Craig Cormick

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Craig Cormick with his book, Time Vandals, in 2012.

Craig Cormick in an Australian science communicator and author. He was born in Wollongong in 1961, and is known for his creative writing and social research into public attitudes towards new technologies. He has lived mainly in Canberra, but has also in Iceland (1980–81) and Finland (1984–85). He has published 15 books of fiction and non-fiction, and numerous articles in refereed journals. He has been active in the Canberra writing community, teaching and editing, was Chair of the ACT Writers Centre from 2003 to 2008 and in 2006 was Writer in Residence at the University of Science in Penang, Malaysia.

Cormick's creative writing has appeared in most of Australia's literary journals including Southerly, Westerly, Island, Meanjin, The Phoenix Review, Overland, Scarp, 4W, Redoubt, Block, as well as in overseas publications including Silverfish New Writing (Malaysia) and Foreign Literature No 6 (China). He has previously been an editor of the radical arts magazine Blast, and his writing awards include the ACT Book of the Year Award in 1999[1] and the Queensland Premier's Literary Award in 2006. As a science communicator he has represented the Australian Government at many international science forums including Apec and OECD conferences, presenting on issues relating to public concerns about new technologies.

Literary career[edit]

Craig Cormick went on to study journalism and creative writing at the University of Canberra – both areas which he continues to work in – with stints at the Canberra School of Art, the University of Iceland and Helsinki University. He returned to the University of Canberra to study languages, public relations and sociology, undertake a Masters in Communications and then completed a PhD in Creative Communications at Deakin University in 2007.

His first books were self-published or picked up by small presses until Unwritten Histories was published by Aboriginal Studies Press in 1998. The book subsequently won the ACT Book of the Year Award and received praising reviews. His work has a strong sense of satire, across themes that include exploration, isolation, duality and Ned Kelly (who appears at least once in each of his eight short story collections). He has written and published, on average, one book a year since 1998, including collections of short fiction, novels and non-fiction.

He has published scholarly articles on public attitudes to new technologies in publications including: NanoEthics, the International Journal of Biotechnology[2] Agricultural Science, Historia Ciencias Saude[3] (Brazil) and Choices (USA). He also authored the Australian Government reports, Cloning Goes to the Movies, and What you really need to know about what the public really thinks about GM foods.

In 2008 he fulfilled "a life's dream"[4] and travelled to Antarctica as an Antarctic Arts Fellow, visiting the three Australian stations on the continent, Casey, Davis and Mawson, publishing his experiences as In Bed with Douglas Mawson: Travels around Antarctica, in 2011, which merges his two interests of science and creative writing.

Writing Awards[edit]

  • 2000 – Second Prize in the Age Short Story Contest.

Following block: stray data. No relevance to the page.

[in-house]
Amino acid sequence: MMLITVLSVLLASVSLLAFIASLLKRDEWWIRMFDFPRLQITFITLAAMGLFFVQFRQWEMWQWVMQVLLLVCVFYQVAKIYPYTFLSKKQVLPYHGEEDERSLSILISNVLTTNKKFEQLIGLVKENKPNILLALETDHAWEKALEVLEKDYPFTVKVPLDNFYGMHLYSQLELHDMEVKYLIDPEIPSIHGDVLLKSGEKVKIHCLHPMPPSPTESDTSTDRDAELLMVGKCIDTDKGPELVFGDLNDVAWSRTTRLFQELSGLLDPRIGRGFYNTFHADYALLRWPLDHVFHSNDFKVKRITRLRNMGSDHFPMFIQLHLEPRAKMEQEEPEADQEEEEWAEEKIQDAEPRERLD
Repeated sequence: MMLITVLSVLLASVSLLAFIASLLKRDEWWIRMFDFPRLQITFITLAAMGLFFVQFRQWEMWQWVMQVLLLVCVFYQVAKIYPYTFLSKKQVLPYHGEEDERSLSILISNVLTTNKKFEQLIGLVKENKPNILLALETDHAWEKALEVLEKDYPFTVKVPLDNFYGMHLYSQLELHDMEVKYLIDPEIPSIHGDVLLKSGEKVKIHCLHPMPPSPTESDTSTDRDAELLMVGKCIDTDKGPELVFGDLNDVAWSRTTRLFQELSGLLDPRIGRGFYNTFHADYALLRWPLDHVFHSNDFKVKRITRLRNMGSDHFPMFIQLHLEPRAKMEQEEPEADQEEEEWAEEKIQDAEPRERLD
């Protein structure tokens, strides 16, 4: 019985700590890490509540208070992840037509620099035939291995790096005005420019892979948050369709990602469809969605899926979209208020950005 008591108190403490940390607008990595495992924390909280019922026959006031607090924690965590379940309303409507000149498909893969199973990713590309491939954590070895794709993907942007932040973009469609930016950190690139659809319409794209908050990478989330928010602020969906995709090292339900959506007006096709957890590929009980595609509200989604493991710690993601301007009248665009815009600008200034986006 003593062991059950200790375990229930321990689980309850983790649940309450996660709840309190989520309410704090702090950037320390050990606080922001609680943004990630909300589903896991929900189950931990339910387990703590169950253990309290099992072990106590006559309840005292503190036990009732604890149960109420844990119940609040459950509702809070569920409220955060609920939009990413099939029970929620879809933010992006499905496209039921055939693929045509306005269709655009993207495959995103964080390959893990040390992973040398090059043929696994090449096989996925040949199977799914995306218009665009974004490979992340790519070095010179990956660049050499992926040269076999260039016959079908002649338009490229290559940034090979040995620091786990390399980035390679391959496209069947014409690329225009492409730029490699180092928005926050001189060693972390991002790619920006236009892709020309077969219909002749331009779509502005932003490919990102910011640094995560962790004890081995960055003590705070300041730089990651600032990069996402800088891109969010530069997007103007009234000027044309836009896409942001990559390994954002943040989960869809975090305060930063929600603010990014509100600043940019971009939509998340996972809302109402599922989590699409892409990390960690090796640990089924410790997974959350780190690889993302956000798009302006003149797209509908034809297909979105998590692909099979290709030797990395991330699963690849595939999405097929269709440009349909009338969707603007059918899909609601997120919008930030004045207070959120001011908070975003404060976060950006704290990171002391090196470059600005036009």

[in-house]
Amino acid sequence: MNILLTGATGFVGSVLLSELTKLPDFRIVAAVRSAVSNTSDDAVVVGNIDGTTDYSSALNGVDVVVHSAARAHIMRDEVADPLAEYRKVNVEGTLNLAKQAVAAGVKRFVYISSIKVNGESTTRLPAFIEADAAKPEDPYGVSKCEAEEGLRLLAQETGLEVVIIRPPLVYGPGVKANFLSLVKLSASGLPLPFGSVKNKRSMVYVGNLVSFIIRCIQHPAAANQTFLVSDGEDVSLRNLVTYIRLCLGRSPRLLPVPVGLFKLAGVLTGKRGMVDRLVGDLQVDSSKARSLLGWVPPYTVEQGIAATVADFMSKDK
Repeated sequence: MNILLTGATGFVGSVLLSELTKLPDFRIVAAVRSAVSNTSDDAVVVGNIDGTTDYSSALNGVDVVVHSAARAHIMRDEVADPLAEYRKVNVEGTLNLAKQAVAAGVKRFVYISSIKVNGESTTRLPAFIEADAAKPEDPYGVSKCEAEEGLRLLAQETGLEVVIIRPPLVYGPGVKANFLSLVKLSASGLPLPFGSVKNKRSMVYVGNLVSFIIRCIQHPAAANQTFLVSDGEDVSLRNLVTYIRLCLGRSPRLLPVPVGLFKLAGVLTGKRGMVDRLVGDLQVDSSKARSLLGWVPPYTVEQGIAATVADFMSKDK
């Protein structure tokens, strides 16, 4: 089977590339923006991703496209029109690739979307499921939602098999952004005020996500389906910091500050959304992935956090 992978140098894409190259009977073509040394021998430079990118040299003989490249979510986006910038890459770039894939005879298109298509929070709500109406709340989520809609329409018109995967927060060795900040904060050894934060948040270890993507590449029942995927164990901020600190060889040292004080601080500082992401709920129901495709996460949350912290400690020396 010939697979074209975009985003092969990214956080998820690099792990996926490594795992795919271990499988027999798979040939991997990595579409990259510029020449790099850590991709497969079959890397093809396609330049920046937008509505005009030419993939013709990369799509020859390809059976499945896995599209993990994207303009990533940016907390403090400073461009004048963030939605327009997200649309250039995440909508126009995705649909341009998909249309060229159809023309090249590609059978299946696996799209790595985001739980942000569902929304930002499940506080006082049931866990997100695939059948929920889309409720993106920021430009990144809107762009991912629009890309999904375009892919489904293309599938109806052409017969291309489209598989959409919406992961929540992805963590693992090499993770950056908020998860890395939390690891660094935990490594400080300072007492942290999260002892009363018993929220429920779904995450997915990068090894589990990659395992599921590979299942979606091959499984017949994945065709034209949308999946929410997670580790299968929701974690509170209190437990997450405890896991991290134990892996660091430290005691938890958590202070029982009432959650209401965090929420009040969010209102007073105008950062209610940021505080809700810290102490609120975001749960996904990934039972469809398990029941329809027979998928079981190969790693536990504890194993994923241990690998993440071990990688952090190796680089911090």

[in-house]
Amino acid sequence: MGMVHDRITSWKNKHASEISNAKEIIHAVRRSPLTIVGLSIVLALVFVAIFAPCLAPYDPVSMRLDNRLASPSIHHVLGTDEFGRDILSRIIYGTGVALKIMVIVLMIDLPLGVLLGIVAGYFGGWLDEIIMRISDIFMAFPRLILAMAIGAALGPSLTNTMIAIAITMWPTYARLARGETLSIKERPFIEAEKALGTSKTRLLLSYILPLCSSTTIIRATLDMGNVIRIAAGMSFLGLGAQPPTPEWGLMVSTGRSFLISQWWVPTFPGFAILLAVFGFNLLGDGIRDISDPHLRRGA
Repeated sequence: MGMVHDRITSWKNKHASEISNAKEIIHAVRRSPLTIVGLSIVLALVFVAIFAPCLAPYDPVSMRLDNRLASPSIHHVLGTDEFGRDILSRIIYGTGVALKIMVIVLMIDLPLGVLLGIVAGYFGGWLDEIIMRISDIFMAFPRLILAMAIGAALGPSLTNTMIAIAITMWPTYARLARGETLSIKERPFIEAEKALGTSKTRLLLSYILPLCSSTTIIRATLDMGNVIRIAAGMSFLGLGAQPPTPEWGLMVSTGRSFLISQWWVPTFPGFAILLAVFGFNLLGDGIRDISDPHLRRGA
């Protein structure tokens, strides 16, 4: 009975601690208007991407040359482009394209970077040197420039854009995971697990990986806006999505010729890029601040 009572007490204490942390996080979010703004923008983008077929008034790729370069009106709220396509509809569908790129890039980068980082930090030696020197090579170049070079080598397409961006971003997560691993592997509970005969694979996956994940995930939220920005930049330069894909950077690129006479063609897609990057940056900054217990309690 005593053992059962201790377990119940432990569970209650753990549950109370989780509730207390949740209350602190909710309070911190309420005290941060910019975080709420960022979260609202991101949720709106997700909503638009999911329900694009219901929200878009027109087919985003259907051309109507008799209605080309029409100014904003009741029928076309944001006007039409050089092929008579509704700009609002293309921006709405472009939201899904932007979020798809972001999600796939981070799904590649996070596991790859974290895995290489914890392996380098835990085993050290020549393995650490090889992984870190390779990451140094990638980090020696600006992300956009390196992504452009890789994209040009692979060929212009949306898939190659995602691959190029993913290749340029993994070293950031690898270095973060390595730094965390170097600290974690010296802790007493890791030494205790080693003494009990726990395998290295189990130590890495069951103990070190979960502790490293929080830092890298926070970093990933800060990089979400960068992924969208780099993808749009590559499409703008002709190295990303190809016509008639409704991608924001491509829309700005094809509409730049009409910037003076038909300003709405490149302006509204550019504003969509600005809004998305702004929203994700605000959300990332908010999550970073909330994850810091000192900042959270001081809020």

• 2000 – Second Prize in the University of Canberra Short Story contest.
  • 2000 – Nominated for ACT Artist of the Year.
  • 1999 – Highly commended in the Victorian Fellowship of Australian Writers Jim Hamilton Award.
  • 1998 – First Prize in the Max Harris Literary Awards.
  • 1998 – First Prize in the Arts West Writing Competition.
  • 1998 – Second Prize in the Not the Premier's Literary Award.
  • 1998 – Second Prize in the R Carson Gold Short Story Competition.
  • 1998 – Shortlisted for the ANU/Anutech short story award.
  • 1997 – Canberra Critics Circle award for literature.
  • 1995 – Shortlisted for the ANU/Anutech short story award.
  • 1996 – Highly commended in the National Book Council Award.

Works[edit]

Books Published[edit]

Books Edited[edit]

Academic publications[edit]

  • Ten Big Questions on Public Engagement on Science and Technology: Observation from a Rocky Boat in the Upstream and Downstream of Engagement, in DEMESCI – the International Journal of Deliberative Mechanisms in Science, [1], Volume 1, number 1, August 2012.
  • The Complexity of Public Engagement, in Nature Nanotechnology, [2], February 2012.
  • Why Do We Need to Know What the Public Thinks about Nanotechnology? NanoEthics, August 2009.
  • Piecing Together the Elephant: Public Engagement on Nanotechnology Challenges’, Science and Engineering Ethics, Volume 15 Number 3, 2009.
  • What do the Public Really Think and Who do they Really Trust, in Human Biotechnology and Public Trust, Centre for Law and Genetics, University of Tasmania, 2008.
  • Public Attitudes Towards GM Crops and Foods, Agricultural Science, Volume 21, No 2 – September 2007.
  • A clonagem vai ao cinema, Historia Ciencias Saude, Manghinhos, Brazil, Volume 13, October 2006.
  • Lies Deep Fries and Statistics,Choices, USA. 2005.
  • Perceptions of Risk Relating to Biotechnology in Australia, International Journal of Biotechnology. Vol 5, No 2, 2003.
  • Recent Changes in Public Attitudes Towards Biotechnology in Australia, Australian Biologist, Vol.15 (2), September 2002.
  • Australian Attitudes to GM Foods and Crops, Pesticide Outlook, Royal Society of Chemistry, December 2002.

References[edit]

External links[edit]